FATALISTIC

FATALISTIC

It’s been three months. Life was slowly returning back to normal. The virus was still present in certain areas of the country, but the Nigerian government finally realized that unlike their global counterparts, they could not manage the lockdown effectively. Moreover, a vast number of Nigerians did not particularly understand the idea of working from home, since most of their hustles were on the street. Collins had returned to Ibadan, and Aunt Rose to Abeokuta, but they both visited from time to time. Dúrójaiye’s calls came in more often than not these past few months, and Túnmikẹ still found it quite hard to get used to.  Sade had lost her job, or as the firm put it, ‘it was on hold’ until she was fit to carry on with the job. That was also how life felt for Túnmikẹ – ‘on hold.’

She had put everything – especially her school, on hold, so she could commit full time to helping her sister regain her memory. She had to continue reminding herself that it was her turn to take care of her sister, to pull the strings of the family tied together like her sister had done all those years, even though she depended largely on Dúrójaiye’s money. Collins offered to help financially as well, but she turned it down. She was anxious about what the future held. What if Sade never remembered anything. It wasn’t as though they couldn’t live without her memories – in fact, Sade was doing well memorizing new facts and creating new memories but, it just wasn’t the same. It didn’t fill the hole Túnmikẹ felt in her heart even though in reality, it was  impossible for Sade recovering her memories to mend the hole that was found in Tunmike’s heart three months ago.  

While Sade was at the hospital, Dúrójaiye decided to take over all medical affairs in the family. He completely shut out the doctor who took up the position of being the family doctor after the divorce between Dúrójaiye and Abimbola happened. Dúrójaiye considered him grossly incompetent. As though to confirm his thought, a week after Sade was discharged from the hospital, a hole was discovered in Túnmi’s heart which was declared the major cause of the arrythmia she was had been diagnosed with.

She had refused to go for surgery on countless occasions out of fear that something bad could happen to her, and Sade would be left alone. “Not now that she is finally starting to remember little important things like her favourite series, or her favourite dish bowl she uses ever so often, or her favourite drink.” Túnmikẹ always found something new and important Sade was finally remembering every time the surgery talk was brought up. Unfortunately, it seemed like the more Sade remembered, the more she forgot. “How was school today?” She’d ask Túnmi, “Why is mom not with you? Where is she?” She’d ask Dúrójaiye, she’d put on her NYSC uniform on some Thursdays, and announce she was going for CDS. “So, you are telling me this hotness of a man is my boyfriend?” She’d giggle with Túnmikẹ when Collins wasn’t looking.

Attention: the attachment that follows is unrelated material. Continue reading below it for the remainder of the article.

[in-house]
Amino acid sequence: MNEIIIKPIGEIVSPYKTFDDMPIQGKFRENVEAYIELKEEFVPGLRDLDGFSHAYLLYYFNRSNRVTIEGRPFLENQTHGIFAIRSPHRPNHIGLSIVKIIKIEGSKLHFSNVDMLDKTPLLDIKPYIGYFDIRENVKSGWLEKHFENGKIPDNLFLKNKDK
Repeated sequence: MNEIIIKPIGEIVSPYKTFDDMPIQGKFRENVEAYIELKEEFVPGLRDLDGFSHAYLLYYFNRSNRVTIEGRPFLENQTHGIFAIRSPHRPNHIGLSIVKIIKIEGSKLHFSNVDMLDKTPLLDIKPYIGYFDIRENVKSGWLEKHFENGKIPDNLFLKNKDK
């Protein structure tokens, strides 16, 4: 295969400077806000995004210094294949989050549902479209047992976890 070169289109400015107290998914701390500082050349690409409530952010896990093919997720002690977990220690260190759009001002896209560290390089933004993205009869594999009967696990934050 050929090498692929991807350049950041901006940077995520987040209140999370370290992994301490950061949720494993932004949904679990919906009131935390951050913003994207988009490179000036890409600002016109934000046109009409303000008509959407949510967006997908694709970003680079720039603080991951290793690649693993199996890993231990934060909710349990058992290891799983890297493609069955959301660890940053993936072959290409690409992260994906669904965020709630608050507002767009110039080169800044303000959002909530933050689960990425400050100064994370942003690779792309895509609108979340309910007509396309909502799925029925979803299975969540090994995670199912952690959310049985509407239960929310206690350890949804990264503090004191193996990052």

After much pressure from Dúrójaiye and Aunty Rose, Túnmikẹ finally agreed to do the heart surgery. She had been assured that the surgery was going to be a simple one because the hole was very small and could have gone unnoticed if not for the arrythmia and the fainting she was beginning to experience quite often. On their way to the hospital, Sade sat in the front passenger seat watching a movie, while Túnmikẹ sat with Dúrójaiye at the back. They were both discussing the high rating of the heart surgeon that was going to treat Túnmikẹ’s condition. “I used to have a boyfriend once, he cheated on me with my sister.” Sade said, interrupting Túnmikẹ and Dúrójaiye’s conversation. Túnmikẹ froze in the back seat after hearing what Sade had just spilled. “What is she talking about?” Dúrójaiye threw the question into the air.

“Oh, I am just seeing this movie, and one of the characters just said that” Sade replied. “Although…it does seem familiar to me.” She turned to look at Dúrójaiye and Túnmikẹ in the back seat “Do you think this is one of those things I should remember?” She asked. “Of course not.” Túnmikẹ jumped in to answer the question quickly – too quickly, Dúrójaiye noticed. “Oh, okay.” Sade said turning back around. Dúrójaiye gave Túnmikẹ a look which she completely ignored by looking outside the window. She noticed the clouds were beginning to darken. “Seems like it is going to rain heavily today.” She said.

After meeting with the surgeon, the Johnsons headed back home. The rain started to fall heavily. Soon afterwards, a fierce storm broke out followed by violent wind with thunder and lightning. This all felt very familiar to Sade. She could feel that there was something to remember from this trigger caused by the storm, and it had something to do with what she had been wanting to tell her mom since she was at the hospital. “What was it? What was it?” She kept muttering to herself, determined to remember this time because a storm like this occurred rarely. She tried hard all through the ride home, but nothing came. She sighed in resignation and was ready to give up again.  But as fate would have it, after Dúrójaiye dropped the girls in their apartment, he said the exact words he told them when he left them for good the last time – ‘I would have to leave now…’

Sade didn’t wait to hear the rest of his words when something clicked, and she uttered “I remember” barely in a whisper. She looked at Túnmikẹ and Dúrójaiye and said it again with more confidence as the memories kept rushing in “I remember!”

<to be continued.

Thanks for reading 🙂

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